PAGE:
Principles by Ari Selivan


And Moshe said, “By this you will know that Hashem has sent me to do all these acts, that it is not from my own heart”(16:28).

The language used in this Pasuk is somewhat repetitive.  What is the difference between knowing that “Hashem sent Moshe” and that “it is not from [his] own heart?”  The Rambam in his commentary on Mishna Sanhedrin enumerates the thirteen principles of faith.  The seventh of these principles states the belief that Moshe was a true Navi and that no other Navi ever has or ever will supersede him.  The eighth principle asserts that the Torah of Moshe is the word of Hashem and is not falsified or altered.

Korach and his followers denied both of these principles as can be seen in 16:3; “It is too much for you!  For the entire assembly are all holy and Hashem is in their midst; so why do you exalt yourselves over the congregation of Hashem?”  In other words Korach is accusing Moshe and Aharon of exalting themselves over Bnai Yisrael, which clearly denies the eighth principle.  Rashi relates earlier in 16:1 quoting the Midrash that Korach ridiculed Moshe by asking, “Does a garment of Tekhelet need a Tekhelet string?  Does a house full of Sefarim need a Mezuza?  These things were not commanded by Hashem rather, you made them up yourself!”  Indeed, the Yerushalmi paraphrases Korach as saying “The Torah is not from Hashem, Moshe is not a prophet, nor is Aharon a [legitimate] Kohen Gadol!”  This clearly shows Korach’s denial of the seventh and eighth principles.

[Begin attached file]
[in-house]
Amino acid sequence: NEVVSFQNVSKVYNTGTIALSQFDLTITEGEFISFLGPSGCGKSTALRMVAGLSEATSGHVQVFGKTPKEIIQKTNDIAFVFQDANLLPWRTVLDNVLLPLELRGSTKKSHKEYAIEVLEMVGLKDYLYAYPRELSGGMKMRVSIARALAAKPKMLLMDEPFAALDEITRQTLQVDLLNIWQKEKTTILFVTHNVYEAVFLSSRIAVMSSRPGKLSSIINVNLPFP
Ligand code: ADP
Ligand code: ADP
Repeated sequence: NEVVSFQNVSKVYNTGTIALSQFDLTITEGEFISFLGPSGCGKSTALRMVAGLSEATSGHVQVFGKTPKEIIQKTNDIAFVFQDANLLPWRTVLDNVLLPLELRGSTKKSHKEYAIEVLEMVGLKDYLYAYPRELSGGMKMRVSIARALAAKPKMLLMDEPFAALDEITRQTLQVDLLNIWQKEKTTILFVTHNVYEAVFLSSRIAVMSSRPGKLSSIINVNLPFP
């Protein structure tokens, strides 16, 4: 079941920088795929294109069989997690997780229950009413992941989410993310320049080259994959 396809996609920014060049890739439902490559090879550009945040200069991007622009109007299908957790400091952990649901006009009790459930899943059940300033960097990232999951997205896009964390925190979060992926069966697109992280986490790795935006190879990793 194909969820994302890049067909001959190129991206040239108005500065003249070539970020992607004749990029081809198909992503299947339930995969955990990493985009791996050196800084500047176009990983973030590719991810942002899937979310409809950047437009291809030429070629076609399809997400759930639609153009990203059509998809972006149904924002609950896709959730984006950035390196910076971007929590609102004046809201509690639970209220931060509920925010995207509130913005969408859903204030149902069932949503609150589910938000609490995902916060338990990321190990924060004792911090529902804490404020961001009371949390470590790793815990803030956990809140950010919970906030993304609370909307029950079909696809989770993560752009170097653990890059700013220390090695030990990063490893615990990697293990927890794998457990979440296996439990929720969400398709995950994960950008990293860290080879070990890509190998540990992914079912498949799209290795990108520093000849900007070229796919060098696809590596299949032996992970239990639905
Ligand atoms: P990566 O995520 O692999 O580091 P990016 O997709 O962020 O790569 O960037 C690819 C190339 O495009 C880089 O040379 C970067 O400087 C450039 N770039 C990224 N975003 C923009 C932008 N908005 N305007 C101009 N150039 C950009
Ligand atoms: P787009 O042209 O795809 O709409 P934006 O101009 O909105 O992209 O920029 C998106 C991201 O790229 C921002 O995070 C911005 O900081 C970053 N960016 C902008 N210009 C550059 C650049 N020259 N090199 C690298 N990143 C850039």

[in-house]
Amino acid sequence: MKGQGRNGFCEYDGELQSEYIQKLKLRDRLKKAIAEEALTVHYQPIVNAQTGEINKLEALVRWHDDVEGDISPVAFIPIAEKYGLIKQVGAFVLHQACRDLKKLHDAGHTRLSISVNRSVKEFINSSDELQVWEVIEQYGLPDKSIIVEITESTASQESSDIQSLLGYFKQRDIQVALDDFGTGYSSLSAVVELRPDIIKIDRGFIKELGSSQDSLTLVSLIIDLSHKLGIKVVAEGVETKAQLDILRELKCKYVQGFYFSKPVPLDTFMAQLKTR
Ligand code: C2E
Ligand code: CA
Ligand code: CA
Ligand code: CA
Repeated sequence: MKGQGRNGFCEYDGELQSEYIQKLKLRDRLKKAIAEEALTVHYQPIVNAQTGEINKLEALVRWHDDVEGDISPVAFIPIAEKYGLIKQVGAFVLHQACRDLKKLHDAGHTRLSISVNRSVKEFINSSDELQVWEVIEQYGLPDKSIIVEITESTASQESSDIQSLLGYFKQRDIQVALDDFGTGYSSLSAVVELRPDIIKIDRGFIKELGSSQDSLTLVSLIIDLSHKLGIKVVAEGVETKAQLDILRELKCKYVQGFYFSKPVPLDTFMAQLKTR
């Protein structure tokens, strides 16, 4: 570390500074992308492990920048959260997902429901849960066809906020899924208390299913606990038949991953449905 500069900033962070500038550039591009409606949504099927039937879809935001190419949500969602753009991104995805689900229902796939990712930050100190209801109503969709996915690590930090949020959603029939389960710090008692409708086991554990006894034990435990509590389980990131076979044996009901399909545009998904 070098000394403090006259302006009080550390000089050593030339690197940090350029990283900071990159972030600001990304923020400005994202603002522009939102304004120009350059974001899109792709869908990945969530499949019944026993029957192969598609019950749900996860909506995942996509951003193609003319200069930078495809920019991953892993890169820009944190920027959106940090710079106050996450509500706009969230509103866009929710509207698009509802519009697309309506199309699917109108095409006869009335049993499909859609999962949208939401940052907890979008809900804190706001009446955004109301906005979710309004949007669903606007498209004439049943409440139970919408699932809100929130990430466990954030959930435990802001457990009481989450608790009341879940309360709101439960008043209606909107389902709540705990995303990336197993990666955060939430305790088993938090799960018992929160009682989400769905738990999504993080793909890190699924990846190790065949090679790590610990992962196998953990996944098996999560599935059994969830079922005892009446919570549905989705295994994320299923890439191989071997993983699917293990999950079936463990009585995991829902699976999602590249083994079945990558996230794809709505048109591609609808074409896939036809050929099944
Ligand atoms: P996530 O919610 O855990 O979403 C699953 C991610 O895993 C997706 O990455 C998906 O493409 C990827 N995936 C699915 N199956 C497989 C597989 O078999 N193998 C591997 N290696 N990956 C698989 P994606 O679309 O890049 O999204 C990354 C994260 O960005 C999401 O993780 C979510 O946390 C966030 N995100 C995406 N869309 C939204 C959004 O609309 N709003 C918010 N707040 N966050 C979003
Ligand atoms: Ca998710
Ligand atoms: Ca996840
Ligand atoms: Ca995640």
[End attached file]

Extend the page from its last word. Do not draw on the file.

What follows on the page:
Therefore, in order for Moshe to refute Korach’s accusations Moshe made two statements.  He declared that in Korach’s punishment he would see that “Hashem sent me to do all these acts.”  - I have been true prophet of Hashem in everything that I have done.  The second statement is that “it is not from my own heart,” “it,” referring to the Torah, was not my own fabrication rather, Hashem wrote it.

There is a story mentioned in Bava Basra 74a about Rabbah bar bar Channah.  One time he was traveling in the desert when an Arab nomad offered to show him the place where Korach and his followers were buried alive in the ground.  Rabbah bent down to the ground and heard the confession of these men, clearly reflecting their two sins: denial of the authenticity of the Torah and the denial of Moshe’s prophecy. 

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